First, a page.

MU offers resources for those in crisis

Help through the Counseling Center is available 24/7.

**“Crying, frustrated and upset, the following thoughts ran through my mind: ‘Why won't they just let me be their friend?’ ‘Why can't I just be normal?’ I hated who I was, and who I was was never going to be good enough to be accepted.”

Have you experienced these feelings? MU offers help for those struggling with mental illnesses.**


When junior Kevin Carr was in middle school, his homeroom teacher asked him how he was doing.

“Today would be better if I were dead,” Carr responded. He was not removed from class, or sent to the nurse’s office. Instead, the teacher sighed and moved on to the next student.

“I don't blame that teacher personally, but her reaction in hindsight raises questions and concerns for what efforts were in place to identify students who were mentally struggling,” Carr said.

Though the number of mental health resources on university campuses like MU is abundant, the number of students aware of these resources is key to preventing instances of self-harm and suicide if help is sought soon enough.

Nationally, the second leading cause of death for college students is suicide, said Christy Hutton, coordinator for MU Couseling Center Programming and Communications

Additionally, 86 percent of students who die by suicide had never been to their college counseling center.

“Only about a quarter of students on campuses know that these counseling centers exist,” Hutton said.

For MU students, mental health resources have been made available by and through the university at a variety of locations. The MU Counseling Center serves as the primary student behavioral health outlet, with consultations and treatment for illnesses ranging from depression and anxiety to eating disorders.

“The counseling center offers group and individual counseling, but we also offer consultations,” Hutton said. “Through these consultations, if a student or parent is worried about the well being of a student, we are able to talk through that with them over the phone or in person.”

The Counseling Center, in addition to scheduled group and individual therapy and consults, offers 24-hour crisis resources seven days a week.

If a student is “in crisis,” which Hutton said is a situation in which the student is unable to cope on their own, counseling is available in person or over the phone during business hours, as well as over the phone after closing time through a counseling hotline

Hutton said licensed mental health professionals always staff the Counseling Center’s after-hours line.

“Writing stories like this allows students to access us, which makes them more likely to recover,” Hutton said. “For somebody having a hard time, no matter the time of day or day of the week, call our phone number.”

MU’s resources extend beyond treatment and counseling and into awareness, prevention and destigmatization. Hutton said the Counseling Center hosts live suicide prevention training seminars in which students and faculty participate in role-playing activities and become better versed in working through more difficult conversations.

The Counseling Center also offers a more complete program titled “RESPOND: Partnering for Campus Mental Health.”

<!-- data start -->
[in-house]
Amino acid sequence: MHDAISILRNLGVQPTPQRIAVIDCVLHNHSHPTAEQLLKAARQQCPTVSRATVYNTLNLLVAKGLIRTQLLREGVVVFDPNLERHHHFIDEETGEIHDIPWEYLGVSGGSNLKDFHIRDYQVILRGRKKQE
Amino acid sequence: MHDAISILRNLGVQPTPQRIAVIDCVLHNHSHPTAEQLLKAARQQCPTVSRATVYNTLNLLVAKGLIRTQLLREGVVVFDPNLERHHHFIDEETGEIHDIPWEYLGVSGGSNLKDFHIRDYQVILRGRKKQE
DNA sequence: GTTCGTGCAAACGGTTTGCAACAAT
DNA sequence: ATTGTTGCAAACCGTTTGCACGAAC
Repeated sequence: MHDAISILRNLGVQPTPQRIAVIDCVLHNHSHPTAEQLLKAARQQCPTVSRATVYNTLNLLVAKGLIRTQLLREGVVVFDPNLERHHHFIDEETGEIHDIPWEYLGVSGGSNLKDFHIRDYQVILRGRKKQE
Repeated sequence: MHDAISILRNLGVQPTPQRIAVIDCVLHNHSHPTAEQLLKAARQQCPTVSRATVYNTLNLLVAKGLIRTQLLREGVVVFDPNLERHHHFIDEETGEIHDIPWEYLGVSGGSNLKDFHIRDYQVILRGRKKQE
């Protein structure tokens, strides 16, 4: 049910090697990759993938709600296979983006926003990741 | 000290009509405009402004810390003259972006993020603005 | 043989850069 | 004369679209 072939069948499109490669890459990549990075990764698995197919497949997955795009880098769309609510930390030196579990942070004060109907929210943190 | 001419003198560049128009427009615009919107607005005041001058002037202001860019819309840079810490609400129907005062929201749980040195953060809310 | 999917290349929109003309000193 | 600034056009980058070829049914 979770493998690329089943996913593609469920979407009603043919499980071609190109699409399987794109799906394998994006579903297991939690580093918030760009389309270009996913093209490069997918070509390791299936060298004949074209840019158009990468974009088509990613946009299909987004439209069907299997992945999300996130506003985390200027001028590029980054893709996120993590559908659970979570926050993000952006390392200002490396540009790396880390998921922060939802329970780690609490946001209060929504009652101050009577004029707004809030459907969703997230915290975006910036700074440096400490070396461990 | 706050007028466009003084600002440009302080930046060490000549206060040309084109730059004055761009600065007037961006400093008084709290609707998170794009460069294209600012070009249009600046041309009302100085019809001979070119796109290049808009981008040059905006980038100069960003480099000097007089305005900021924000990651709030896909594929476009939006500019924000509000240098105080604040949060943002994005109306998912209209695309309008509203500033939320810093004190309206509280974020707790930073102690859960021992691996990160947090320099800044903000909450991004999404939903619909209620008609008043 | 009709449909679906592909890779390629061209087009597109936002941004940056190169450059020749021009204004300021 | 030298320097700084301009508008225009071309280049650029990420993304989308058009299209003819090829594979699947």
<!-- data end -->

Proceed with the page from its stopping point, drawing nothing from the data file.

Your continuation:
“RESPOND allows us to teach students and staff about mental illness and is offered once a semester, or more when we have student groups who will sponsor it,” Hutton said. “We also offer this about five times a year for faculty.”

Also offering mental health and wellness services is the MU Student Health Center, which has a behavioral health division for students to utilize. For students wishing to de-stress, Student Health also holds weekly “Mindful Yoga for Stress Management” in the lower level of the St. Thomas More Newman Center on Mondays, Thursdays and Fridays.

“Mindful yoga is about practicing with awareness of physical sensations, breathing, emotions and thoughts from moment to moment with unconditional acceptance,” according to a statement on the Student Health Center webpage. “If yoga is practiced regularly you will notice many benefits to your physical and mental health. Many people experience greater serenity about life in general after consistent yoga practice.”

Student groups are also at work to raise awareness about mental illness. Active Minds Mizzou, as well as the Mizzou Suicide Prevention Coalition, are two examples of groups focused on decreasing stigma and have numerous ways to get involved.

A web-based training session is available at www.moasklistenrefer.org for individuals looking to train themselves in proper handling and care in discussions or interventions with people exhibiting signs of depression and a possibility of suicide or self-harm.

The training session, Ask Listen Refer, is an online program that explains to users the risk factors and warning signs of suicide and offers a 15 to 20-minute tutorial on talking to at-risk individuals as well as how to seek and acquire help.

Another a web-based suicide prevention service, Missouri Suicide Prevention Resources, is “an online network committed to suicide prevention on Missouri’s public higher education campuses,” as stated on the Department of Student Life suicide prevention resources webpage.

Help from outside sources is important, but often times, the most therapeutic breakthroughs come from recognizing your own ability to cope and to succeed, Carr said.

“To everyone who has mentally struggled, I implore you: Recognize the undeniable truth that you have inherent self-worth, for your own actions can make this world a better place,” he said.

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